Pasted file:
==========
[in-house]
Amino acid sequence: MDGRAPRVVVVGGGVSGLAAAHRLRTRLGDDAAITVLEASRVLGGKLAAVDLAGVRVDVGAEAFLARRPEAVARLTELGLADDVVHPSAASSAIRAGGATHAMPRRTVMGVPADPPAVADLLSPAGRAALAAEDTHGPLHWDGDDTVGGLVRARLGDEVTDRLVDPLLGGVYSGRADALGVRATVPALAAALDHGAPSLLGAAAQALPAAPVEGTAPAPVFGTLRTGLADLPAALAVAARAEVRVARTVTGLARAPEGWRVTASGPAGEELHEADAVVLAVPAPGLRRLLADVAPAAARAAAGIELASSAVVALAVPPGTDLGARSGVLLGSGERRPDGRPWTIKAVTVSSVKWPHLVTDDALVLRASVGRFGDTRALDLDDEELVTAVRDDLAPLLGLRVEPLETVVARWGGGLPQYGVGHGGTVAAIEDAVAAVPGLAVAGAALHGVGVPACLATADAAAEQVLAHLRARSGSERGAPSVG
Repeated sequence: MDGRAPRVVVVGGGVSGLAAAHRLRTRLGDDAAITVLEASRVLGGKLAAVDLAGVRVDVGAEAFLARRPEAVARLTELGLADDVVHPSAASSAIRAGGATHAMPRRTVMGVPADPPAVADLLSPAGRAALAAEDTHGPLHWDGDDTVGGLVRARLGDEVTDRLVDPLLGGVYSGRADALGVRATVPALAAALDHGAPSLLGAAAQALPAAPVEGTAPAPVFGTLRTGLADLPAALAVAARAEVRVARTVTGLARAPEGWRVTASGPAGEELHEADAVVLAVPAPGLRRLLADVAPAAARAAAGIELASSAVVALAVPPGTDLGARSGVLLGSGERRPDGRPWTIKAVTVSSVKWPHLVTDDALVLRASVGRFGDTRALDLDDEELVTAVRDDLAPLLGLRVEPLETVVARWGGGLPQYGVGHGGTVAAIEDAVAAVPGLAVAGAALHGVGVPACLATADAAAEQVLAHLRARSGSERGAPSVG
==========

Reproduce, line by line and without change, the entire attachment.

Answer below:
[in-house]
Amino acid sequence: MDGRAPRVVVVGGGVSGLAAAHRLRTRLGDDAAITVLEASRVLGGKLAAVDLAGVRVDVGAEAFLARRPEAVARLTELGLADDVVHPSAASSAIRAGGATHAMPRRTVMGVPADPPAVADLLSPAGRAALAAEDTHGPLHWDGDDTVGGLVRARLGDEVTDRLVDPLLGGVYSGRADALGVRATVPALAAALDHGAPSLLGAAAQALPAAPVEGTAPAPVFGTLRTGLADLPAALAVAARAEVRVARTVTGLARAPEGWRVTASGPAGEELHEADAVVLAVPAPGLRRLLADVAPAAARAAAGIELASSAVVALAVPPGTDLGARSGVLLGSGERRPDGRPWTIKAVTVSSVKWPHLVTDDALVLRASVGRFGDTRALDLDDEELVTAVRDDLAPLLGLRVEPLETVVARWGGGLPQYGVGHGGTVAAIEDAVAAVPGLAVAGAALHGVGVPACLATADAAAEQVLAHLRARSGSERGAPSVG
Repeated sequence: MDGRAPRVVVVGGGVSGLAAAHRLRTRLGDDAAITVLEASRVLGGKLAAVDLAGVRVDVGAEAFLARRPEAVARLTELGLADDVVHPSAASSAIRAGGATHAMPRRTVMGVPADPPAVADLLSPAGRAALAAEDTHGPLHWDGDDTVGGLVRARLGDEVTDRLVDPLLGGVYSGRADALGVRATVPALAAALDHGAPSLLGAAAQALPAAPVEGTAPAPVFGTLRTGLADLPAALAVAARAEVRVARTVTGLARAPEGWRVTASGPAGEELHEADAVVLAVPAPGLRRLLADVAPAAARAAAGIELASSAVVALAVPPGTDLGARSGVLLGSGERRPDGRPWTIKAVTVSSVKWPHLVTDDALVLRASVGRFGDTRALDLDDEELVTAVRDDLAPLLGLRVEPLETVVARWGGGLPQYGVGHGGTVAAIEDAVAAVPGLAVAGAALHGVGVPACLATADAAAEQVLAHLRARSGSERGAPSVG